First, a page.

On February 5, 2004, Mr. Fitzgerald concluded his direct testimony by generally discussing the benefits that will inure to the University and the Borough should the Board grant the Application:

The University has needs, as it has been expressed to me by various members of the administration and its Board of Trustees. We are trying to accommodate the needs in really the only area of the residential campus that is available and the need happens to be a need to have more students live on campus so they come out of private rentals and other residences within the community. . . .

This was designed from an engineering point of view to attempt to mitigate the maximum extent possible or practicable any impacts on traffic and circulation, aesthetics, lighting, impact of site lighting, storm water management, any other impacts associated with a physical design as well as discussions on, as I stated, how to try to accommodate the University's need with a development proposal that was as unobtrusive as possible with respect to intensity in the R-22 zone.

During the course of the hearings, Mr. Fitzgerald further testified as to the University's efforts to address public concern over the tennis center. These concerns were addressed by the reduction of parking spaces and the addition of a public restroom in the footprint of the barn near the proposed tennis courts.

The University also presented the testimony of their traffic engineer, Richard Nelson, who testified that the proposed residence hall would have an "insignificant" impact on traffic flow.

The University's architect, Mykhaylo Kulynych, testified that he designed the new residence hall to be in character with the surrounding neighborhood. Mr. Kulynych also noted that he had attempted to minimize any negative impact of the residence hall, such as the effect of light and mechanical noise, through his design. The proposed residence hall would have the same height, roof lines, and color brick as the existing residence halls.

In describing the University's plans for the barn building, Mr. Kulynych noted that the proposed structure would not expand the square footage of the building itself, but that it would look better than the current barn building. Exterior finished materials, compatible with what is being used in the neighborhood, would be used.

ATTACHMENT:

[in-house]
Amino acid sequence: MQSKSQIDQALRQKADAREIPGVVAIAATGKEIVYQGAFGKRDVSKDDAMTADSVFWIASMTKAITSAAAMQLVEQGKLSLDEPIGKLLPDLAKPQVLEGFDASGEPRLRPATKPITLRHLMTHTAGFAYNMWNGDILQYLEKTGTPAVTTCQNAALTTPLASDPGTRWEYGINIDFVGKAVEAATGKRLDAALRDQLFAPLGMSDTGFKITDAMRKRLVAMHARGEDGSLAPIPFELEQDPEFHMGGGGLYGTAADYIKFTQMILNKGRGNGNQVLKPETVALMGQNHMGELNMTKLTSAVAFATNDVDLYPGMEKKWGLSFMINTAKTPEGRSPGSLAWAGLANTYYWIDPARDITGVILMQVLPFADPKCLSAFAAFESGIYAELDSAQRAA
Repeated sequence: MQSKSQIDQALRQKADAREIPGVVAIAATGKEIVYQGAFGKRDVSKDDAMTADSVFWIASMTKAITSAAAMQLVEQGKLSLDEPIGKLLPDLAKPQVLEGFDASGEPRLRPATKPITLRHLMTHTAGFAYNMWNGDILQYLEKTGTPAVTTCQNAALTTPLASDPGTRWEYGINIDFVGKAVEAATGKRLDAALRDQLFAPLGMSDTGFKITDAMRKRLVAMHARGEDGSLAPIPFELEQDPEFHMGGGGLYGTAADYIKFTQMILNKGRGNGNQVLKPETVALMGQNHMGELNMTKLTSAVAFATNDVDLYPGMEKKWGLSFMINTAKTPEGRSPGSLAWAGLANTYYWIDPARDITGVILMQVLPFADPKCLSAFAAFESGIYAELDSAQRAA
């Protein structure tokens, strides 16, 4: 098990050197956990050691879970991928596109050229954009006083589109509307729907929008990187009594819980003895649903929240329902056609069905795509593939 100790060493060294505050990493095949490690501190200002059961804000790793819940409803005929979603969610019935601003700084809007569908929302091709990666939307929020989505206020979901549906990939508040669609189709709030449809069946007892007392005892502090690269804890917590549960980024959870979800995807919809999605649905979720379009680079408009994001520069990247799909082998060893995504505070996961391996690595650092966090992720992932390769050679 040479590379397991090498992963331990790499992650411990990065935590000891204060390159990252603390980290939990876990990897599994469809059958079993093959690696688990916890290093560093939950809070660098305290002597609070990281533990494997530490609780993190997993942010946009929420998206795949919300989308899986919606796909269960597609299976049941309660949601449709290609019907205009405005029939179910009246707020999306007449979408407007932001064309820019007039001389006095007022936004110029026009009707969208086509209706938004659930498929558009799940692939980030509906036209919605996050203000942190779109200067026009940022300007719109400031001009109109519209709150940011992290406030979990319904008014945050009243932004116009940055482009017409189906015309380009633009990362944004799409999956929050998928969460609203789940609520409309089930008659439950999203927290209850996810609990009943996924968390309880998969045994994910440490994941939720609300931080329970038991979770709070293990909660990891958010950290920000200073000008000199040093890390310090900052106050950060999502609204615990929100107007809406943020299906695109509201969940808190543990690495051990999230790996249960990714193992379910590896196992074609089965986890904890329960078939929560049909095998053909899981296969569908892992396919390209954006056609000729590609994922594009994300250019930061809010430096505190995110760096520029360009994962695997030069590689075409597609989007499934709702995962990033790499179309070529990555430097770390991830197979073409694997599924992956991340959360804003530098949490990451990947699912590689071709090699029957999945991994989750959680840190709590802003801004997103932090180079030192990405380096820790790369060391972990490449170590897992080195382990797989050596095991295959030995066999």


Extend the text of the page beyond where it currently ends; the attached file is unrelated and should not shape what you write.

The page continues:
At the May 20, 2004 Board hearing, the University's Vice-President for Administrative Services, Patricia Swannack, testified. Ms. Swannack described the University's need for additional dormitory space as opposed to using facilities such as the Esplanade Hotel. She stated:

We don't believe it is an appropriate quality of life issue. We believe they should be living with their peers, the other students on campus.

We have to provide a shuttle seven days a week, for a significant amount of students, in a 24-hour period. There is also extensive difficulty with the students coming back and forth to campus because the Esplanade does not have cooking facilities or a cafeteria on site. The students have to participate in the meal plan that is provided on campus.

Ms. Swannack opined the construction of the proposed residence hall would alleviate certain traffic issues near the school by eliminating the need of the students to commute to class and other campus activities.

Ms. Swannack further testified that the University had examined all options for Block 30 (the Farm) and had considered other alternatives to the tennis courts and storm water management basin. The University considered including additional parking lots, single-family homes for student groups, and relocating athletic fields. She testified there was no support for these uses by community groups. Accordingly, the University concluded that the tennis courts and basin were the most compatible use of the property which was a benefit to the community at large.

The University's planner, Paul Phillips, addressed the relevant criteria that had to be satisfied to grant the variances. He noted that the University's use of the Property is inherently beneficial and the residence halls and associated recreation and storm water facilities were all part of the inherently beneficial University use which needed to be in close proximity to the University.

Mr. Phillips reiterated that the new residence hall was proposed to meet an existing need of the University, to provide housing for students presently living off-campus in the Esplanade Hotel. The parking lot was designed to serve the additional student population that would be moving back to campus. Mr. Phillips testified that the proposed area for the new residence hall and the parking lot is the most logical and suitable location for those additional facilities.

Mr. Phillips noted a portion of Block 38 (North Campus) was previously the subject of a use variance that permitted residence halls. He felt the proposed location is the only logical one as the new residence hall would be immediately adjacent to existing residence halls.

Mr. Phillips further testified that the new parking area is essentially an expansion of the existing University parking area on the North Campus. The new parking lot would be fenced and buffered from the nearby residential neighborhood. He opined the proposal involves no significant change in the use of Block 38. Mr. Phillips felt that when examining the University's need and the existing and desired improvements, the proposed location for the new residence hall was ideal for both the University and the community.